APCI’s new identity a matter of reconciliation

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Bishop Barbara Andrews leads the recession following a eucharist service at Valemount Anglican United Church during the spring 2015 assembly of the Anglican Parishes of the Central Interior. Photo: André Forget
Bishop Barbara Andrews leads the recession following a eucharist service at Valemount Anglican United Church during the spring 2015 assembly of the Anglican Parishes of the Central Interior. Photo: André Forget

The Anglican Parishes of the Central Interior (APCI) has been officially recognized as a territory with the status of a diocese within the Anglican Church of Canada, but its bishop, Barbara Andrews, said this was more about legally acknowledging APCI’s position than it was about changing how it operates day to day.

“We have a unique governance model,” Andrews said, noting that the territory’s assembly has equal representation from each parish and 15 guaranteed places for Indigenous Anglicans. “So we’re in fact enshrining that unique governance model.”

At its fall meeting, Council of General Synod (CoGS) voted to recognize APCI as having the same status as a diocese, giving it the right to elect its own bishop. Andrews said she is “pleased with the affirmation we have received from CoGS to become a territory,” and noted that doing so allows it to “continue our journey to healing and reconciliation” with Indigenous Anglicans in the Central Interior.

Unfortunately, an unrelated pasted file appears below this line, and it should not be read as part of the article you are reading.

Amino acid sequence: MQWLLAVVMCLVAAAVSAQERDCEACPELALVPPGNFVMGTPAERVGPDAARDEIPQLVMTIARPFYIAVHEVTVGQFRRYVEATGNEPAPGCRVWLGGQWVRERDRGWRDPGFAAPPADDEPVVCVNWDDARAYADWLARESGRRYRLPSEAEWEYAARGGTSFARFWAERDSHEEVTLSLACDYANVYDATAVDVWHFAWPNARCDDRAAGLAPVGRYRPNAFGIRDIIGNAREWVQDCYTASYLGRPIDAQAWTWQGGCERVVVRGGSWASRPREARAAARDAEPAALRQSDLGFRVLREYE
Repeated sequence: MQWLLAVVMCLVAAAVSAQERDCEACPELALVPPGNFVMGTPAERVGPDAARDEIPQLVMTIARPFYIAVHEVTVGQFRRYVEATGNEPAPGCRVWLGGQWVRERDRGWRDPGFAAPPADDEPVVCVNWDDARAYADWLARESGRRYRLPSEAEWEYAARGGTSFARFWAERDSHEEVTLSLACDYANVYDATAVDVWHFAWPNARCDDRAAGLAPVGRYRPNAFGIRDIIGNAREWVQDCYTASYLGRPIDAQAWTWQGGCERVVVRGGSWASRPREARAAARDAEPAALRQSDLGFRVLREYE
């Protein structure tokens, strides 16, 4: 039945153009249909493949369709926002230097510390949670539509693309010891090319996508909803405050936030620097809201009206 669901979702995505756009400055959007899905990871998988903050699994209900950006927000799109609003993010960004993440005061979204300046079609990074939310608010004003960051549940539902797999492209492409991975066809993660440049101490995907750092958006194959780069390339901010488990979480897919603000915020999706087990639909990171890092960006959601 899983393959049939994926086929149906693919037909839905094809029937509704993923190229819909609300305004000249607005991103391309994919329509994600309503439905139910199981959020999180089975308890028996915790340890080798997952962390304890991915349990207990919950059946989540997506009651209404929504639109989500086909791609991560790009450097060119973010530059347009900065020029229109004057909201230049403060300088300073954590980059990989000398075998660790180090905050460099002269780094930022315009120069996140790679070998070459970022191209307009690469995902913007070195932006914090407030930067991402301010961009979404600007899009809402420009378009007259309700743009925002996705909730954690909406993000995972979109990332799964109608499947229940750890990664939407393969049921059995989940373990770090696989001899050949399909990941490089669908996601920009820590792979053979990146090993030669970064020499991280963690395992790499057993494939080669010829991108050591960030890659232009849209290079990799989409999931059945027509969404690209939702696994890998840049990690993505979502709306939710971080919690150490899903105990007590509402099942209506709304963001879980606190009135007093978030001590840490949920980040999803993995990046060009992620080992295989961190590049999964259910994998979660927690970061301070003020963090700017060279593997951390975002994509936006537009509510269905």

APCI came into being after the diocese of Cariboo ceased to operate following bankruptcy that arose from lawsuits related to Indian residential schools. Cariboo was responsible for running St. George’s Residential School in Lytton, B.C.

Andrews says the decision to use the term “territory” rather than “diocese” is about more than just semantics.

“I think it’s important to come up with a name that reflects the new identity, the new way we’re walking together,” she said. “We have to repent, which means we have to turn around and not continue to do the same things, so this is our attempt to change and be a new entity honouring the difficulties of the past which led us into this.”

Andrews said the territory hasn’t formally settled on a new name, but hopes this will be done in time for General Synod 2016.

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André Forget
André Forget was a staff writer for the Anglican Journal from 2014 to 2017.

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